Skip to content
Nursing student smiling at camera.

PA vs NP: What's the Difference?

  • "What is the difference between a PA and an NP?" It's a question our admission team hears often. Students considering an advanced career in healthcare but who don't want to go to medical school often turn to physician assistant studies or advanced practice registered nursing programs instead. But what are the fundamental differences between these two similar careers?

    Training Models

    One of the biggest differences between the PA and NP professions is the training model from which the students learn. Physician assistants train using the medical model, similar to physicians, which means they focus on the testing, diagnosis, and treatment of the disease that the patient has. Nurse practitioners train on the nursing model, which means they focus on the testing, diagnosis, and treatment of the patient with the disease.

    While the outcomes of the two training models are similar, philosophically they are very different. As an NP, you will look at how the illness affects the quality of the patient’s life. You will focus on health promotion and restoration and consider how individual patients, families, and communities react to the illness based on factors such as racial, ethnic, and cultural beliefs or socioeconomic status. Nurses look to how the treatment plan can be implemented in a way that values individuals and families preferences and beliefs. PA’s tend to look first at the pathology of the problem and then how to cure it. Looking for disruptions in the pathophysiology of the body, a PA focuses on the biologic aspects of diagnosing and treating the disease.

    Areas of Specialty

    PAs and NPs can both be found working in hospitals, clinics, and physician's offices. While they can fill similar roles within any given setting, one of the main differences is in how they come to their practice specialty.

    PAs train as generalists, which means that after graduation they can practice in almost any field within medicine. This general medicine focus means that PAs can switch specialties throughout their career without the need for re-certification. Some PA’s attend post-graduate PA residency programs and specialize, but most receive on the job training to fill in any gaps in their general medical knowledge. Some specialties that are popular with PAs are emergency medicine, surgery, or orthopedics.

    In the MCPHS Master of Physician Assistant Studies program, you will complete clinical clerkships in general medicine, pediatrics, psychiatry, surgery, emergency medicine, women's health, and two elective rotations. During these supervised clerkships, completed at healthcare institutions throughout Boston and New England, you will apply and reinforce the clinical and patient management skills you have learned in the classroom and labs prior to your clerkships.

    Conversely, NP programs include a concentration on a specific patient population. Areas of specialty could include acute care, adult, family, gerontology, neonatal, oncology, pediatric, or women's health. At MCPHS, our NP programs specialize in Family Practice or Psychiatric Mental Health. The programs, which are offered online, allow busy RNs to pursue advanced practice while continuing to work. Additionally, you will be able to pursue clinical experiences in your own community.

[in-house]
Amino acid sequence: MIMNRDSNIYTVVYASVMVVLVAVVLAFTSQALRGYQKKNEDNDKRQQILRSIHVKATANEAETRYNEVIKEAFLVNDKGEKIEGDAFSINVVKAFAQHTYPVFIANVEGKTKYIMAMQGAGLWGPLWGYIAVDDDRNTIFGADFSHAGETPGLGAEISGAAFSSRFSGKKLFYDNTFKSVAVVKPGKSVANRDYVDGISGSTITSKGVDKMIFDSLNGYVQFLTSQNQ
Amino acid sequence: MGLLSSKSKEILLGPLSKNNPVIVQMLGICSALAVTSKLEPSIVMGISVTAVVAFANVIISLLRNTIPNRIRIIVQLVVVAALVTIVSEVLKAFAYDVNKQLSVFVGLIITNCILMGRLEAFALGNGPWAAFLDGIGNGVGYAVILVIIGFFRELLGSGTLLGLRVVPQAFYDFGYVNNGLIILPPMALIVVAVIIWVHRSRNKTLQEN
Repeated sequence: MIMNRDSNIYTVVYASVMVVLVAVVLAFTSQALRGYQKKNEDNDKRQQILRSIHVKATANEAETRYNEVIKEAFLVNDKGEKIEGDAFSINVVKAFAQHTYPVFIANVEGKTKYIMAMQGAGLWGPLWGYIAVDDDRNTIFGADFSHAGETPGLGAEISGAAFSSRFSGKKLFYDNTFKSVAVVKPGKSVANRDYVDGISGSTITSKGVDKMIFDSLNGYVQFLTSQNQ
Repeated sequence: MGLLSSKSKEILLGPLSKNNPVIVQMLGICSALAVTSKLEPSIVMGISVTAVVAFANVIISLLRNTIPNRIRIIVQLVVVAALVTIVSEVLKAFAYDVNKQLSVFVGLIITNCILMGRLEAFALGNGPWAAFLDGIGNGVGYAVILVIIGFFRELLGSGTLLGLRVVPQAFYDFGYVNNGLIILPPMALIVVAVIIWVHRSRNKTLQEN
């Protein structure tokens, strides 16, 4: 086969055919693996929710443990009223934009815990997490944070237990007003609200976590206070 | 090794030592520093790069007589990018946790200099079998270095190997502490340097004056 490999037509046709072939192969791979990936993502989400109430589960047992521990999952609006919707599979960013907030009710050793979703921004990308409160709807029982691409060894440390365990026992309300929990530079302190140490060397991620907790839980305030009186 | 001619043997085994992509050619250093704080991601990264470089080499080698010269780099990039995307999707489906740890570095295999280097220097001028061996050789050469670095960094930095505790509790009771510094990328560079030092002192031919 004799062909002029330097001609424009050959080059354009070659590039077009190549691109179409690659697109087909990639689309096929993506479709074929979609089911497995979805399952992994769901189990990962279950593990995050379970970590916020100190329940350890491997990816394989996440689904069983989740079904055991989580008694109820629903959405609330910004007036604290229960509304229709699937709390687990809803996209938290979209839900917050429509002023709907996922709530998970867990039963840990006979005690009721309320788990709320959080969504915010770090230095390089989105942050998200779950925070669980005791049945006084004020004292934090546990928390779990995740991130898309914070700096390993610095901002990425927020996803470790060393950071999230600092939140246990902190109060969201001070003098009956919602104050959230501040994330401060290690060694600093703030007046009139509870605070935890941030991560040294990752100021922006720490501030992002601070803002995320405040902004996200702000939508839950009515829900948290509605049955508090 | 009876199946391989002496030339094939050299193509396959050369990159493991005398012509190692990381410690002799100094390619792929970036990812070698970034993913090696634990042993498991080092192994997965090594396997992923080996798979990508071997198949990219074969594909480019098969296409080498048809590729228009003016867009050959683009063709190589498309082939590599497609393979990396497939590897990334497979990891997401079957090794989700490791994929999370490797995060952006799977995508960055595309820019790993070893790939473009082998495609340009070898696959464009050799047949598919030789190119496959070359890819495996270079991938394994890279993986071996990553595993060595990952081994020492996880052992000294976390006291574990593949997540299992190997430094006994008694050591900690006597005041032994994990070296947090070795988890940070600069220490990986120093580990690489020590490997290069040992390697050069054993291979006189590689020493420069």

Certification and Practice

    NPs earn a primary certification in their area of specialty. NPs can seek independent prescriptive authority at the state level, which means they can treat and prescribe independently without the supervision of a physician. Though Massachusetts is currently one of 13 states that fully restricts NP's practice, many states are moving toward allowing full independent practice.

    PAs takes a general certification exam called the Physician Assistant National Certifying Exam (PANCE). PAs, however, generally work under the supervision of a licensed physician. The topic of independent practice is a hot one in the PA world with organizations such as the American Academy of PAs (AAPA) advocating for the elimination of unnecessary supervision requirements in order to better serve patients, especially in underserved areas.

    Both PAs and NPs need to be licensed at the state level and participate in continuing education in order to maintain their credentials. The most recent cohort of MCPHS-Boston PA students earned a 100% pass rate on the PANCE and our NP students continually score at or above the national average on their respective boards.

    The salary and job outlook for both professions is also very similar. According to the U.S. Bureau of Labor Statistics, the PA profession is expected to grow 37% through 2026, much faster than average, and the median annual salary is $108,610. The NP profession sees equally strong numbers with an expected growth of 31% through 2026 and a median annual salary of $113,930. With such a strong outlook, it's no wonder U.S. News and World Report ranked PAs the #1 Best Healthcare Job, with NP ranking not far behind at #5.

    Want to learn more? Schedule a visit to meet with our graduate admission counselors on the Boston campus or reach out to our online admission team at online.admissions@mcphs.edu.